Egypt's Brotherhood gains in runoff

The Muslim Brotherhood has won 20% of the overall vote in the first round of Egypt's parliamentary elections, according to initial official results released after a day of intense runoff balloting.

    Muslim Brotherhood leader Mohammed Akef casts his vote

    The Brotherhood, the country's largest opposition group, is officially banned as a political party in Egypt but fielded candidates as independents.

    It won 30 seats, while the ruling National Democratic Party (NDP) won 50, the semi-official Middle East News Agency (MENA) reported on Wednesday, quoting judges in counting stations.

    However, the NDP's tally is likely to rise, because many of the 45 independents who won on Tuesday are former members of the party who stood alone after failing to win the party's nomination.

    Such independents usually rejoin the party at the end of the elections. Other opposition parties and groups scored eight seats, MENA reported.

    Doubling the score

    The results of Tuesday's runoffs and last week's polling, the first round in the four-week elections, mean the Brotherhood has captured 34 seats in the People's Assembly, more than double the 15 it held in the outgoing assembly.

    "The result confirms in an unquestionable way that the Egyptian people stand behind the Brotherhood"

    Mohamed Habib

    Deputy leader of the Brotherhood

    This confirms its position as the biggest opposition group to President Hosni Mubarak's government.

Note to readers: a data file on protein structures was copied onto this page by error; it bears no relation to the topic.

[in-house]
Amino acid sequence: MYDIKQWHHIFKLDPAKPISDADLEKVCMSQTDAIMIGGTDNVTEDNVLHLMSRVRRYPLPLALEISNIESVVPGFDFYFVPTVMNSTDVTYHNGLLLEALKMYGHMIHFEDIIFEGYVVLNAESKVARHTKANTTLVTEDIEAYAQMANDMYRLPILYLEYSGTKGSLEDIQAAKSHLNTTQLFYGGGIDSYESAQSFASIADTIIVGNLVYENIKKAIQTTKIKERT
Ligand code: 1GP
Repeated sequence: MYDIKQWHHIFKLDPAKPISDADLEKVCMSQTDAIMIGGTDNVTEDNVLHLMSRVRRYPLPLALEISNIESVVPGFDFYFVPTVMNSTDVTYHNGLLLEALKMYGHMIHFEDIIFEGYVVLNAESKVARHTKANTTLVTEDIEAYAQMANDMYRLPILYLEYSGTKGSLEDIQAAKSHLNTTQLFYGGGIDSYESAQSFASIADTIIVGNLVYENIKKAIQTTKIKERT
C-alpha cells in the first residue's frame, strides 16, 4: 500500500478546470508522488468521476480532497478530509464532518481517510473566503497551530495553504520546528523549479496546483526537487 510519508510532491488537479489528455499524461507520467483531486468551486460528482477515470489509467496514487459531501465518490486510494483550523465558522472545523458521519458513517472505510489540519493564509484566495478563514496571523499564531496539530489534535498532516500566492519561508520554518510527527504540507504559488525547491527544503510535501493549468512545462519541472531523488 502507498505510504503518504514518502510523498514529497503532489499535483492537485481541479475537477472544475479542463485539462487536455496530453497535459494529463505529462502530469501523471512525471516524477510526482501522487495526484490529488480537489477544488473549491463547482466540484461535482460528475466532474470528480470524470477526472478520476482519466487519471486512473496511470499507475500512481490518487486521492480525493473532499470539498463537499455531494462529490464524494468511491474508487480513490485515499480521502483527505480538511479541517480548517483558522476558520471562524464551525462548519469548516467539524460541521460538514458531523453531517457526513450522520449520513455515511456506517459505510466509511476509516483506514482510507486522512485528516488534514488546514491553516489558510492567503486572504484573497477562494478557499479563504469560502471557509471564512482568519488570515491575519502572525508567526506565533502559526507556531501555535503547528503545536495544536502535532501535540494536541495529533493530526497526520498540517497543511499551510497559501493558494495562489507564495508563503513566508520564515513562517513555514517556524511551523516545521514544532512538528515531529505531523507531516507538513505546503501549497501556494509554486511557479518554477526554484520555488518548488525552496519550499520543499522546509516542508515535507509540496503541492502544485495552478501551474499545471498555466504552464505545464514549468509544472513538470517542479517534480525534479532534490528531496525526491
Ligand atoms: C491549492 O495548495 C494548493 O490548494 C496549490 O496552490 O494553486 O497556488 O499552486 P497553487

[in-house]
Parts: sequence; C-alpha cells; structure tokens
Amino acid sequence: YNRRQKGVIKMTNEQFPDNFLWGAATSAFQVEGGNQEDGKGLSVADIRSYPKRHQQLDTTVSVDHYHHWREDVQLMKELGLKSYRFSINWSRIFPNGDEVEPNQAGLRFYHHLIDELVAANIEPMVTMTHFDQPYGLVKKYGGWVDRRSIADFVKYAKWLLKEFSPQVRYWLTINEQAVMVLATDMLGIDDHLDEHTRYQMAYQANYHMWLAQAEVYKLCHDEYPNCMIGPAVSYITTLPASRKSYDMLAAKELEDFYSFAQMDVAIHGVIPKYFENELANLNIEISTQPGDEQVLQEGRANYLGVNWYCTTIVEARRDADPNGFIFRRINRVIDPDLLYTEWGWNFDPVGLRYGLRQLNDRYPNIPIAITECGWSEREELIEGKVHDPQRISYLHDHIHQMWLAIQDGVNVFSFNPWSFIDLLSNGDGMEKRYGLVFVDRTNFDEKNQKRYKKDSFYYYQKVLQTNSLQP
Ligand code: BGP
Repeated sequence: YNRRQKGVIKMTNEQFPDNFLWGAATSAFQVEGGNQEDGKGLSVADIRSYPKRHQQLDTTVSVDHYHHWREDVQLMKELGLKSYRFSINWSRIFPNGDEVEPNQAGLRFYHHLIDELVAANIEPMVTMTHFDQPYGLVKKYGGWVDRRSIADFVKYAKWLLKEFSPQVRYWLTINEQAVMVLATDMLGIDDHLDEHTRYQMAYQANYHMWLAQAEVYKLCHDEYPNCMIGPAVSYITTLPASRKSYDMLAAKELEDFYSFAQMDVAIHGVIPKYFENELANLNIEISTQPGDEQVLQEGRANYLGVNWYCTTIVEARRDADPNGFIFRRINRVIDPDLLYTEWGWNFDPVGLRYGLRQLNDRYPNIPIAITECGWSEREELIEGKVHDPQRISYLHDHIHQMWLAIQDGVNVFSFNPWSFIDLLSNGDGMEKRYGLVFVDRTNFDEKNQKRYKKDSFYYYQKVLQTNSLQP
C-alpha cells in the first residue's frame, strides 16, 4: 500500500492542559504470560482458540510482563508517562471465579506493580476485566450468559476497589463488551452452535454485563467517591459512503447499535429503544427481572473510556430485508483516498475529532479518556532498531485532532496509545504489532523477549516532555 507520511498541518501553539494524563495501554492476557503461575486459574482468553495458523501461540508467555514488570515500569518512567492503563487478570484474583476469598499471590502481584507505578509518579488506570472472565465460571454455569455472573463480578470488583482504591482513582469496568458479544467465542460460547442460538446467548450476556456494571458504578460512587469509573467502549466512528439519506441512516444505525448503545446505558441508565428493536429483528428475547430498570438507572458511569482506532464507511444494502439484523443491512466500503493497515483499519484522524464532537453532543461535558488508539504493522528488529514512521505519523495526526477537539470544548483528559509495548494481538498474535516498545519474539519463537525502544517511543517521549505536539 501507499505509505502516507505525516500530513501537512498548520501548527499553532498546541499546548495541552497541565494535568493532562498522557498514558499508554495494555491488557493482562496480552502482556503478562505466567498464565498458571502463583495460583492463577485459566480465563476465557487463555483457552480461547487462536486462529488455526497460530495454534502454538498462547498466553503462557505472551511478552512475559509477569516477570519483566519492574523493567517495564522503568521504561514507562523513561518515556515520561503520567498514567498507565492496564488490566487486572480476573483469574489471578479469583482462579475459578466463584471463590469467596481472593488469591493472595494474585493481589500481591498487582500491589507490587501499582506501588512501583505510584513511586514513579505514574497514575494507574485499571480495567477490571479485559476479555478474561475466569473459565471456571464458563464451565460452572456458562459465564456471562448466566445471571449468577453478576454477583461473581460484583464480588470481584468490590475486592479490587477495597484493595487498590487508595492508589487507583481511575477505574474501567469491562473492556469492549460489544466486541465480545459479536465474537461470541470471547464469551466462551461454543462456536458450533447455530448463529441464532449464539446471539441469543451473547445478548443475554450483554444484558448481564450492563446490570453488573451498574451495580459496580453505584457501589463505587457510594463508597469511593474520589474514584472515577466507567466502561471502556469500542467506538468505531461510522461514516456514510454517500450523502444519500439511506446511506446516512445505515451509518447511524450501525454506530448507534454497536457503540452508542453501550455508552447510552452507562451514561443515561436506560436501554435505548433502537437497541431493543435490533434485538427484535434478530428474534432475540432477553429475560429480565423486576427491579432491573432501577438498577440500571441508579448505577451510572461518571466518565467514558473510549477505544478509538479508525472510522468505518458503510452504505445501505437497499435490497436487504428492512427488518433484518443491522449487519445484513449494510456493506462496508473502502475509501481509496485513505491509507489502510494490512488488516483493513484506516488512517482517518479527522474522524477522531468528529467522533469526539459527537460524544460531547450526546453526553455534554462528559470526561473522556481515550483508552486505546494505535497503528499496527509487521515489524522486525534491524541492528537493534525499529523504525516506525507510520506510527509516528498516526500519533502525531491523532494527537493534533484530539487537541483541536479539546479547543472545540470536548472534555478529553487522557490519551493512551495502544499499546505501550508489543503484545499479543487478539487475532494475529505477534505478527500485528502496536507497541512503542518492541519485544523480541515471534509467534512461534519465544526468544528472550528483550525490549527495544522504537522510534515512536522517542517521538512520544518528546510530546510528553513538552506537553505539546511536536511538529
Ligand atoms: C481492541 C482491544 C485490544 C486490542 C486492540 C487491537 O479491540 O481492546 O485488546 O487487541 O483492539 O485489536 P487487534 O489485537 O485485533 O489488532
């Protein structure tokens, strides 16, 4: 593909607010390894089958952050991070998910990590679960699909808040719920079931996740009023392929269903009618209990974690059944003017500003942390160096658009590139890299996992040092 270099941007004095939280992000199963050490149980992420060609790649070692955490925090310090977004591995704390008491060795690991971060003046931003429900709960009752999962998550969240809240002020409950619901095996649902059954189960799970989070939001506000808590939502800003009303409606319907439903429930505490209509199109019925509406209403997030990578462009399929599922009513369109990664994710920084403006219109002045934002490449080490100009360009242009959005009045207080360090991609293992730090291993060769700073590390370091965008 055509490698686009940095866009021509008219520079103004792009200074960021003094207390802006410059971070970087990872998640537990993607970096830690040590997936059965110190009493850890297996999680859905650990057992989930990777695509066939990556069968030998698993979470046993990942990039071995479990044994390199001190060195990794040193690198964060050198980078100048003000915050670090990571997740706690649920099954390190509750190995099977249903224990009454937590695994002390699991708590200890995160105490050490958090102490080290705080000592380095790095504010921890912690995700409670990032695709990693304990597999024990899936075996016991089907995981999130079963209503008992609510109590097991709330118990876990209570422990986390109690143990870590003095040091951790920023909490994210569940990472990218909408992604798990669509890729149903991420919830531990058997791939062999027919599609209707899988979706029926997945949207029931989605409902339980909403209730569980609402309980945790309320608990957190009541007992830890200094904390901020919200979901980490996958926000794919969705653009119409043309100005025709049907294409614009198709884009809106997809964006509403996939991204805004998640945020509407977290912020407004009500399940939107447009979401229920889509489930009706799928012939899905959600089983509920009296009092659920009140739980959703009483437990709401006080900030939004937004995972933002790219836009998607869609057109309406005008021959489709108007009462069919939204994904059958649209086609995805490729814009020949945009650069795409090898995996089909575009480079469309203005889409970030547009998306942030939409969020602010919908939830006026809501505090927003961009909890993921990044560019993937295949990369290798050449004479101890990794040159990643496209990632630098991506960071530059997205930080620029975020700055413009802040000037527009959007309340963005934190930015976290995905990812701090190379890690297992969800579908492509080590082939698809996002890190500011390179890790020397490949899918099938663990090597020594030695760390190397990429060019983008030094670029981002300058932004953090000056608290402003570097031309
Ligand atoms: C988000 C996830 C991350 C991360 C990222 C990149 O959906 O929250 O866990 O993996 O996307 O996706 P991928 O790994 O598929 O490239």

Brotherhood candidates won in six electoral constituencies in Minya, while the ruling party got five out of 22 seats, less than 25% of the seats it got in 2000, Aljazeera's correspondent Omar al-Kahki reported. 

    Opposition force
    The voting for parliament's 444 elected seats is not expected to end the ruling NDP's control of the chamber, but the Brotherhood wins underlined the status of political Islam as the strongest opposition force.
    "The result confirms in an unquestionable way that the Egyptian people stand behind the Brotherhood and that the Brotherhood really do represent the strongest social and political group in Egypt," deputy leader of the Brotherhood  Mohamed Habib said.
    Campaigning under the slogan "Islam is the solution", the Brotherhood aims to bring legislation into line with Islamic laws. It also calls for more political freedom in Egypt, ruled by Mubarak since 1981.   

    The Brotherhood is fielding about 100 candidates in the second and third rounds of the election on 20 November and 1 December. 

    SOURCE: Aljazeera + Agencies


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